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Objects-in-Use, Thing-Power Materialism, and Prosthetic Identity

Kenneth Yates

PhD Candidate, National Centre in HIV Social Research (NCHSR, University of New South Wales)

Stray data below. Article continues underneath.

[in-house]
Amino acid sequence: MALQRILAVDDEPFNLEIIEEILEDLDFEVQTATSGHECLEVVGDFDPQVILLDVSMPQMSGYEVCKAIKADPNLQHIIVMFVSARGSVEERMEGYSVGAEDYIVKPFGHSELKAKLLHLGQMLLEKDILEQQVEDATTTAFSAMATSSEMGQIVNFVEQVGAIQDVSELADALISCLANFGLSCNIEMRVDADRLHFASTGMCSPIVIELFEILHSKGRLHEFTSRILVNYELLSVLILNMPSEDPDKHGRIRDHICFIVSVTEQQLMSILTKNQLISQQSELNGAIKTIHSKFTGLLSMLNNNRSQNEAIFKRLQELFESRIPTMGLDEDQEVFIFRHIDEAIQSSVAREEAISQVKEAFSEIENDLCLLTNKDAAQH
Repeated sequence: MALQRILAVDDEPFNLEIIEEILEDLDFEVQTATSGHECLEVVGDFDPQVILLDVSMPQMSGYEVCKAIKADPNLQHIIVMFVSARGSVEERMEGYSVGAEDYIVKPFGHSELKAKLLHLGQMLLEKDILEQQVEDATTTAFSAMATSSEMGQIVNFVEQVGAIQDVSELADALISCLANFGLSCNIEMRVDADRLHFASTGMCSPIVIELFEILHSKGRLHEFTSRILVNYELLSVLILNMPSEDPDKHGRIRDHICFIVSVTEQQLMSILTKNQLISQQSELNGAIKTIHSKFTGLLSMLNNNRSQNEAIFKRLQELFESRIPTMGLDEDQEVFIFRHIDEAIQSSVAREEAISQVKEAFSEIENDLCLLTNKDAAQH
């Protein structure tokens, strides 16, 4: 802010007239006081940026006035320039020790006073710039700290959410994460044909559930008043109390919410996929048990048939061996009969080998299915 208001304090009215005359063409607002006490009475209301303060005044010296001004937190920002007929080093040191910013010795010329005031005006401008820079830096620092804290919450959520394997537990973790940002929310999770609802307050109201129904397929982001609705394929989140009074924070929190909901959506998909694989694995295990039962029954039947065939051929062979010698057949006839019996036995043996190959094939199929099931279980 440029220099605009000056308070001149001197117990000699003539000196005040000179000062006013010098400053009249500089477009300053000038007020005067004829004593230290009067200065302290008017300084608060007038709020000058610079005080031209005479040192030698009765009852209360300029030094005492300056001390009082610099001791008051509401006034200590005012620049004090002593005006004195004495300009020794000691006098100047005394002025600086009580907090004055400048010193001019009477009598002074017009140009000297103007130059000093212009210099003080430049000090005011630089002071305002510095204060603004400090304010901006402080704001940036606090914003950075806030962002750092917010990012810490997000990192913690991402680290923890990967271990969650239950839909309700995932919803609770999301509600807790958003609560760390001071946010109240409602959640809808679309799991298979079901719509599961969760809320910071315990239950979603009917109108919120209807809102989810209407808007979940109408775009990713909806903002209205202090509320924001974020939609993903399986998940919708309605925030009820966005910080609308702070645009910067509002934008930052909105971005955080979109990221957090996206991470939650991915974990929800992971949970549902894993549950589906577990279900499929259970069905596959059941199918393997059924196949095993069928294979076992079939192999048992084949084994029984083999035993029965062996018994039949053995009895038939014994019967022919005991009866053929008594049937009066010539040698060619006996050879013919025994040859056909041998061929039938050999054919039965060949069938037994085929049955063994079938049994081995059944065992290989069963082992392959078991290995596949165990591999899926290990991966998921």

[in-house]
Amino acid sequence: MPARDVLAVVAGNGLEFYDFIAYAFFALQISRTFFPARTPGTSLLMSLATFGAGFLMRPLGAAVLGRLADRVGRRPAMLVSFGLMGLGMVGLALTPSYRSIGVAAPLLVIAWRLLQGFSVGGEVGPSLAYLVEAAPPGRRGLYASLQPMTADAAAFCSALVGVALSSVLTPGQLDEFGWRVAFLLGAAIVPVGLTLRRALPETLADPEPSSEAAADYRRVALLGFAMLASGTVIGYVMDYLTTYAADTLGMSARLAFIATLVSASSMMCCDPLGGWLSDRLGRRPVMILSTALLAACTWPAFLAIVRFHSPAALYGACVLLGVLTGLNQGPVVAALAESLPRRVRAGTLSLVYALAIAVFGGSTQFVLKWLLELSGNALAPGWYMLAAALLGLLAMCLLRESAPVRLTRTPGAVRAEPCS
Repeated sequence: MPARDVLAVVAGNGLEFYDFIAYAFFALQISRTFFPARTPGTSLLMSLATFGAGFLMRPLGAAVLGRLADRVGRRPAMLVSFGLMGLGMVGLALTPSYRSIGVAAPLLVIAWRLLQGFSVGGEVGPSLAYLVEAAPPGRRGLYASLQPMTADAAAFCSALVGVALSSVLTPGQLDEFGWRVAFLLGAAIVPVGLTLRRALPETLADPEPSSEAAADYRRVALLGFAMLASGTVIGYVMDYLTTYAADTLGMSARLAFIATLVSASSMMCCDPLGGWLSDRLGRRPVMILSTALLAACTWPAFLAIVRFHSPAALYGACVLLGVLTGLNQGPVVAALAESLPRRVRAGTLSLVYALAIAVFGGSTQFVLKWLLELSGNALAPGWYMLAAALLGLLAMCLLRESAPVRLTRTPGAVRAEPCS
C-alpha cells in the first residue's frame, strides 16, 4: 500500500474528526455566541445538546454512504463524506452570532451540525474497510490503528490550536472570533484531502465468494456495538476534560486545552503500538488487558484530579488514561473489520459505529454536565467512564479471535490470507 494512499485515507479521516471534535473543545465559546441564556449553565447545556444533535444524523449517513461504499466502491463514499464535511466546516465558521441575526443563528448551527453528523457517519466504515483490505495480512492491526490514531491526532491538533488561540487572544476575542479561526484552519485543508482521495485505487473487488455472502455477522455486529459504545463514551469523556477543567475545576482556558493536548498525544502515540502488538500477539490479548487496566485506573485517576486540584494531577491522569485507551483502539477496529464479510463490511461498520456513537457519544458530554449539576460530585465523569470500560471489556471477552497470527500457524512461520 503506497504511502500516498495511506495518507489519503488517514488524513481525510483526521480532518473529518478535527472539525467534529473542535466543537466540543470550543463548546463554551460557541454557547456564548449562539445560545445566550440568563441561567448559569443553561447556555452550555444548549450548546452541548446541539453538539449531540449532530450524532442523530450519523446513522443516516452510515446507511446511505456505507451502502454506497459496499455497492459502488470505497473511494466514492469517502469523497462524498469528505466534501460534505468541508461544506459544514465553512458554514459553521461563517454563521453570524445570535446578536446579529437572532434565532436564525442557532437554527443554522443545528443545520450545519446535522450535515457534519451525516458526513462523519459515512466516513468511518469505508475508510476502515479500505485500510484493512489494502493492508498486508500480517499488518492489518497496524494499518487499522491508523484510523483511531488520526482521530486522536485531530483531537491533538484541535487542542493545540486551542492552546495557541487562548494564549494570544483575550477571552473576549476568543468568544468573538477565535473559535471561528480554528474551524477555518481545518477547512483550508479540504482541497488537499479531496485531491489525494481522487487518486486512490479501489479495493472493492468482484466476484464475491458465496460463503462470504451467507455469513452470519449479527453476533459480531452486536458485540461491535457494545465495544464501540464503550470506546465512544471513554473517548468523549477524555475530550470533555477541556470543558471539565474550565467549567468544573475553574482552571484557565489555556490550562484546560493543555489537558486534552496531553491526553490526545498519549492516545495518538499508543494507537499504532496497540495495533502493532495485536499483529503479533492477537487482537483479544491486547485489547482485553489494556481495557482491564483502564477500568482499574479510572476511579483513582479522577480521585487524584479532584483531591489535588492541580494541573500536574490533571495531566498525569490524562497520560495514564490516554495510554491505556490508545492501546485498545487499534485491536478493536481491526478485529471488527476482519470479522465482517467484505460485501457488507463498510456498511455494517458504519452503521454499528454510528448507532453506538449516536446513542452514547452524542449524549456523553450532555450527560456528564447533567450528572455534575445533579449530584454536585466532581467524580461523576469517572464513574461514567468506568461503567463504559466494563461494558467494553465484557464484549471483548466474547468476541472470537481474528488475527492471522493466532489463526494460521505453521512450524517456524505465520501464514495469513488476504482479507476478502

Vitellone’s (2003) work on the syringe as an object-in-use provides a useful framework for research about people who inject drugs and the equipment that they use. The notion of the object-in-use suggests that the needle and syringe might usefully be considered as more than just medical technology, or objects of exchange circulated through needle and syringe programs. In this paper I will consider Vitellone’s theoretical approach, and the implication that the syringe as object-in-use materialises gender and sexual difference. Vitellone’s work will be compared to the work of Bennett, and the notion of thing-power materialism (Bennett, 2004). This paper will argue that these theoretical approaches are complimentary, and that they can provide useful new insights into the relationships between people who inject drugs and the equipment they use. Furthermore, this paper will take into account the implications of thing-power materialism, namely the agency of the non-human in assemblages, and consider firstly what argument could be made for the agency of the syringe and secondly how this conceptualization of the syringe as object-in-use exercising thing-power agency could be a useful consideration for research around needle and syringe programs and harm reduction.


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